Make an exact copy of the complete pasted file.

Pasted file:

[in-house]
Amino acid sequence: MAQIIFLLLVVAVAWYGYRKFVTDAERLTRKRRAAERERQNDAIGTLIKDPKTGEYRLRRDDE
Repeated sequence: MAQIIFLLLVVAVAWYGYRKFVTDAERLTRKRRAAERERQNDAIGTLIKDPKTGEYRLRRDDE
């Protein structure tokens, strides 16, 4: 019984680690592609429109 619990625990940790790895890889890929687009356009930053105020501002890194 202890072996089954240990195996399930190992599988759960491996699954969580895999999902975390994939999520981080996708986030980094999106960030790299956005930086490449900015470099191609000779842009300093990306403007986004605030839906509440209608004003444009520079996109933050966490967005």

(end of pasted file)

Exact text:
[in-house]
Amino acid sequence: MAQIIFLLLVVAVAWYGYRKFVTDAERLTRKRRAAERERQNDAIGTLIKDPKTGEYRLRRDDE
Repeated sequence: MAQIIFLLLVVAVAWYGYRKFVTDAERLTRKRRAAERERQNDAIGTLIKDPKTGEYRLRRDDE
């Protein structure tokens, strides 16, 4: 019984680690592609429109 619990625990940790790895890889890929687009356009930053105020501002890194 202890072996089954240990195996399930190992599988759960491996699954969580895999999902975390994939999520981080996708986030980094999106960030790299956005930086490449900015470099191609000779842009300093990306403007986004605030839906509440209608004003444009520079996109933050966490967005």